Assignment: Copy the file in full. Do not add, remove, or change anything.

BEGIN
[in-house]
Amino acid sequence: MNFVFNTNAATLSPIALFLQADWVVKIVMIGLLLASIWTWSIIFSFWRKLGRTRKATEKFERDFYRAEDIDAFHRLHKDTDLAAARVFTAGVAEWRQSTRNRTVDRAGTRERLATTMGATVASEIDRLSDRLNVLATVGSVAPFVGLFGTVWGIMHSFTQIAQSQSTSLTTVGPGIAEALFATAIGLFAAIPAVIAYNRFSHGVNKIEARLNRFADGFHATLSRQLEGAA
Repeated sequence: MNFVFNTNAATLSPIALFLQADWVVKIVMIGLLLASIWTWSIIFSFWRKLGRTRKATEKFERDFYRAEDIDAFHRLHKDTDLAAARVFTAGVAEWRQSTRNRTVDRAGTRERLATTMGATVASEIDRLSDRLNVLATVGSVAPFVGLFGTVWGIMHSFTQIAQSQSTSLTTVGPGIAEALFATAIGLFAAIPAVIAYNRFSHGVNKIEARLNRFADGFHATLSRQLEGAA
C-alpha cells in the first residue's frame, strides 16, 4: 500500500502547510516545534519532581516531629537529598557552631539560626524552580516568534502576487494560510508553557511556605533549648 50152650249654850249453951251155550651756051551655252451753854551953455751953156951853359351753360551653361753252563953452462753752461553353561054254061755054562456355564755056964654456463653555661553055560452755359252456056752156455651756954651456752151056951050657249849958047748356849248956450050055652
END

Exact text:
[in-house]
Amino acid sequence: MNFVFNTNAATLSPIALFLQADWVVKIVMIGLLLASIWTWSIIFSFWRKLGRTRKATEKFERDFYRAEDIDAFHRLHKDTDLAAARVFTAGVAEWRQSTRNRTVDRAGTRERLATTMGATVASEIDRLSDRLNVLATVGSVAPFVGLFGTVWGIMHSFTQIAQSQSTSLTTVGPGIAEALFATAIGLFAAIPAVIAYNRFSHGVNKIEARLNRFADGFHATLSRQLEGAA
Repeated sequence: MNFVFNTNAATLSPIALFLQADWVVKIVMIGLLLASIWTWSIIFSFWRKLGRTRKATEKFERDFYRAEDIDAFHRLHKDTDLAAARVFTAGVAEWRQSTRNRTVDRAGTRERLATTMGATVASEIDRLSDRLNVLATVGSVAPFVGLFGTVWGIMHSFTQIAQSQSTSLTTVGPGIAEALFATAIGLFAAIPAVIAYNRFSHGVNKIEARLNRFADGFHATLSRQLEGAA
C-alpha cells in the first residue's frame, strides 16, 4: 500500500502547510516545534519532581516531629537529598557552631539560626524552580516568534502576487494560510508553557511556605533549648 50152650249654850249453951251155550651756051551655252451753854551953455751953156951853359351753360551653361753252563953452462753752461553353561054254061755054562456355564755056964654456463653555661553055560452755359252456056752156455651756954651456752151056951050657249849958047748356849248956450050055652